Analyst doubts Xero's future in US

16:00, Apr 04 2014

Xero has appeased investors by meeting its annual sales target but one analyst fears for the company's prospects in the United States.

Woodward Partners analyst Nick Lewis forecast Xero's share price would fall below $20 if, as he expected, it failed to achieve significant success in the United States. Xero founder Rod Drury hit back, saying the firm was "very confident".

The cloud accounting software firm's revenues grew 83 per cent to $70.1 million in the year to the end of March after a strong fourth quarter.

Three-quarters of the way into its financial year, Xero had only just been on track to meet Drury's August forecast that revenue would grow at least 80 per cent.

Xero said its net loss would be about $35m, more than double last year's $14.4m loss, which was also in line with analysts' forecasts. The company will release its full audited accounts on May 22.

Nowhere has more riding on Xero's success than Wellington. Xero added an extra 376 employees during the year, taking its workforce to 758. About 100 of the new jobs were in Wellington, where spokeswoman Emma Izzat said it now employed more than 300 people.


Lewis said Xero's numbers were as expected, in light of the guidance it had provided. The broker was still finalising its forecasts but expected Xero would increase revenues a further 70 to 80 per cent in the 2015 financial year.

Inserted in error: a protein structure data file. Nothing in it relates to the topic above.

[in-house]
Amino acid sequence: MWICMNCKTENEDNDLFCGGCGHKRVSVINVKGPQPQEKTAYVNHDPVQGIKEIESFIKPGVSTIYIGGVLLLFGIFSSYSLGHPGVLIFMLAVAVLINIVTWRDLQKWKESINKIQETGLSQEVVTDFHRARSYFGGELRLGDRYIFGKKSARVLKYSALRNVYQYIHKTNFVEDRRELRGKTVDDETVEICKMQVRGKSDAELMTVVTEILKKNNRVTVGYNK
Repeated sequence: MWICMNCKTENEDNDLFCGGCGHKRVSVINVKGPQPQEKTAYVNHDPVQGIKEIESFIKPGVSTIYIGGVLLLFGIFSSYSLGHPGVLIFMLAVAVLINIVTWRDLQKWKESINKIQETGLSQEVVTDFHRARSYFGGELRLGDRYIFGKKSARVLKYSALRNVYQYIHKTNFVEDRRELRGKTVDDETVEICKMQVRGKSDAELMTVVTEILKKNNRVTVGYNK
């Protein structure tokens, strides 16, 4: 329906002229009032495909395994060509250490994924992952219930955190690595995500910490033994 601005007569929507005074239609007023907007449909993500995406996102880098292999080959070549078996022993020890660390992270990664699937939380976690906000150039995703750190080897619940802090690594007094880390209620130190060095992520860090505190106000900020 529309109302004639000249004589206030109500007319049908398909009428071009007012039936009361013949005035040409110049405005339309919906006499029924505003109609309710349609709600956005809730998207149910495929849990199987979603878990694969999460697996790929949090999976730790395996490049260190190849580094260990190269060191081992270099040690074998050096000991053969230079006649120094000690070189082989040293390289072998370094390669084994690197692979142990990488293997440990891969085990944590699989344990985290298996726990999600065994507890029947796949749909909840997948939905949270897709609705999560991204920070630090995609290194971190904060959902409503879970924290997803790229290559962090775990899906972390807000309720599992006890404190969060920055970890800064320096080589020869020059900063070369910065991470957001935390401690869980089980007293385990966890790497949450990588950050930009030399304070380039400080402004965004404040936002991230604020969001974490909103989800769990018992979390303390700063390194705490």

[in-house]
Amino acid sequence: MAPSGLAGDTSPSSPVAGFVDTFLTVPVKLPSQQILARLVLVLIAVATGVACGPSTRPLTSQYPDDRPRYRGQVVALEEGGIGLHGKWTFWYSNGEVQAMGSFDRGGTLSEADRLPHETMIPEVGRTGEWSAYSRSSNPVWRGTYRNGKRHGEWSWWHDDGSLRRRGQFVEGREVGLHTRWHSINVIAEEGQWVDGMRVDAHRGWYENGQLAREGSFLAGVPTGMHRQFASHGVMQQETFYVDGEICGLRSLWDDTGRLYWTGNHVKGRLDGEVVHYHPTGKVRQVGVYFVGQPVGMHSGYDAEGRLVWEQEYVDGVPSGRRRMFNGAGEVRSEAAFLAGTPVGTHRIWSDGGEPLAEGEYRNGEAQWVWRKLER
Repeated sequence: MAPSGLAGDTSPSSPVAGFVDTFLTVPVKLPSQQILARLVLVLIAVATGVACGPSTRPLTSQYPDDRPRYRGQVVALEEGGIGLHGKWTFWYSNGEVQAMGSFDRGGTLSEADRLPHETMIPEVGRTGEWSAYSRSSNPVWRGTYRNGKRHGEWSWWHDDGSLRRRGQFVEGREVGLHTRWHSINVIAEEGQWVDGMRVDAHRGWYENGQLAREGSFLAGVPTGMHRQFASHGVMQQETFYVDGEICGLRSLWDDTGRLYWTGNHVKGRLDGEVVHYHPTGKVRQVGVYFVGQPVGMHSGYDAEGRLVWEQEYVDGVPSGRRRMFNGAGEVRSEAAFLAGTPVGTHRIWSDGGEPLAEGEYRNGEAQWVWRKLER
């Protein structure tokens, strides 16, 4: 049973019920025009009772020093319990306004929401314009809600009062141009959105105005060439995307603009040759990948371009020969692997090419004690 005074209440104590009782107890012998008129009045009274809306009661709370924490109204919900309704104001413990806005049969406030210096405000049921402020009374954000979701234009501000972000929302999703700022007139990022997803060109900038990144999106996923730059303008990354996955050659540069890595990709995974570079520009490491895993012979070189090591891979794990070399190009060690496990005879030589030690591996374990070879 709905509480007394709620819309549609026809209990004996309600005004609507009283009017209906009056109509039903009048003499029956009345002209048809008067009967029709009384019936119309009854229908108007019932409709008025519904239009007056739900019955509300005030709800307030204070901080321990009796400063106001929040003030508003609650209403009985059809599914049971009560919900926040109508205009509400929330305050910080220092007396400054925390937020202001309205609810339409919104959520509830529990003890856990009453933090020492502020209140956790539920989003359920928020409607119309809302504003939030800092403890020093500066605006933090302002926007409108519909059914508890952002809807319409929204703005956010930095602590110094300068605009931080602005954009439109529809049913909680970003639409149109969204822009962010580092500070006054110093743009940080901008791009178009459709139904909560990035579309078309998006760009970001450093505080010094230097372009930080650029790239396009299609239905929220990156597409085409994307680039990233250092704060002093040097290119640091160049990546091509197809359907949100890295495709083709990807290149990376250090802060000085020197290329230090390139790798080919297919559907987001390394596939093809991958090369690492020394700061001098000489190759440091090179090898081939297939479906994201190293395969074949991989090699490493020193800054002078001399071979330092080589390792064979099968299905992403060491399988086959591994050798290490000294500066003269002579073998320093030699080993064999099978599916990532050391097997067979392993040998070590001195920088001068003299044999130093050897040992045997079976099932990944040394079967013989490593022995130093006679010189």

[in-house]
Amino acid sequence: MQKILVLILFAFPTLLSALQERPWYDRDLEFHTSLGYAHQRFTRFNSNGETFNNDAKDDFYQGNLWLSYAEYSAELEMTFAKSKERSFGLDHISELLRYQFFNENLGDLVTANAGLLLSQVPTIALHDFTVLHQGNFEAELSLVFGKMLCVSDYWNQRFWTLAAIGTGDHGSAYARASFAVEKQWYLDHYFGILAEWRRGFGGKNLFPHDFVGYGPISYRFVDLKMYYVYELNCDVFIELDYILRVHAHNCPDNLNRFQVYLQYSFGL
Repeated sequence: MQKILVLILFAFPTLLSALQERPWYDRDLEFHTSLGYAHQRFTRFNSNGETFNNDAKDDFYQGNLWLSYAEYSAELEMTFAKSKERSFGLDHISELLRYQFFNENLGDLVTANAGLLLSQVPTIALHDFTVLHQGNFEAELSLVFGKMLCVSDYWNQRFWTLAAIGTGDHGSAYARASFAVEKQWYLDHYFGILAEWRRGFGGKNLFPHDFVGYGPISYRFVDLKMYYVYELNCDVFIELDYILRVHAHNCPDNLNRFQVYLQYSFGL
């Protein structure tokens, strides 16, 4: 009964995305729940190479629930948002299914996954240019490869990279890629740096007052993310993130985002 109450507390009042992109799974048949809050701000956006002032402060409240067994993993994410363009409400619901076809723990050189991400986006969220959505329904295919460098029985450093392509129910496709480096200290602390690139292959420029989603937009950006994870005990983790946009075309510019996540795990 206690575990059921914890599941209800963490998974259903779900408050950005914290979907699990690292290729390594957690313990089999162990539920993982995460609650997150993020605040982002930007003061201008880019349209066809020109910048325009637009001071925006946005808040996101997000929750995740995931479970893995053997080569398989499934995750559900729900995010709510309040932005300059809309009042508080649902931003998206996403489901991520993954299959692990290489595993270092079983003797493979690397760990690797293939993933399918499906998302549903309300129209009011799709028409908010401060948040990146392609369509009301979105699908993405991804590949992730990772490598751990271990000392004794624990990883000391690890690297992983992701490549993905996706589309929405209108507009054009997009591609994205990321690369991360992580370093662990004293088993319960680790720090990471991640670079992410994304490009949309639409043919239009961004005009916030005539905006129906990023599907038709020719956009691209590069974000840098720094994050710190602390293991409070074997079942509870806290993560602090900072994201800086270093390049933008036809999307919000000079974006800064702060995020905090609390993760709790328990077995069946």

But Lewis said there was no indication yet that Xero was gaining "serious, tangible traction" in the United States, where it is competing against "monster" incumbent Intuit.

The value of its subscriptions on an annualised basis had risen to $93m by the end of March. Of that, $41m were being generated in Australia, $29m in New Zealand, $14m in Britain and $3.3m in North America.

Lewis said he would still like Xero to break out its figures for the US, given North America also included Canada and possibly Mexico.

"Although I wouldn't expect any serious volumes to come out of Mexico, they always talk about the US as their primary marketplace, so let's disclose what the US numbers are."

Intuit was not to be underestimated, as it was valued at US$22 billion, had 5 million customers and US$2.5b cash on its balance sheet and had beaten Microsoft in the desktop accounting market when it was still an aggressive start-up, Lewis said.

"I am afraid it is going to be a very serious struggle."

If Xero did achieve 70 to 80 per cent revenue growth this year, that would not be enough to justify its current share price, Lewis said.

"If the downside scenario I have painted comes to be, which is that Xero does not achieve significant market share in the US, then it's difficult to justify a share price above $20."

Drury said Australia and Britain would be the engine room for Xero's growth over the next two years, and it had achieved what Intuit had not done in 25 years, which was "to beat the incumbents outside of the US".

Although it had already notched up 18,000 customers in North America, it had yet to really turn its guns there.

"It is far too early to tell about the US but every indication is positive," he said. "We have got $210m of cash. We are so much more formidable than we were 12 months ago."

Xero shares closed up 1.6 per cent at $37.80, about 18 per cent off their record high of $45.99.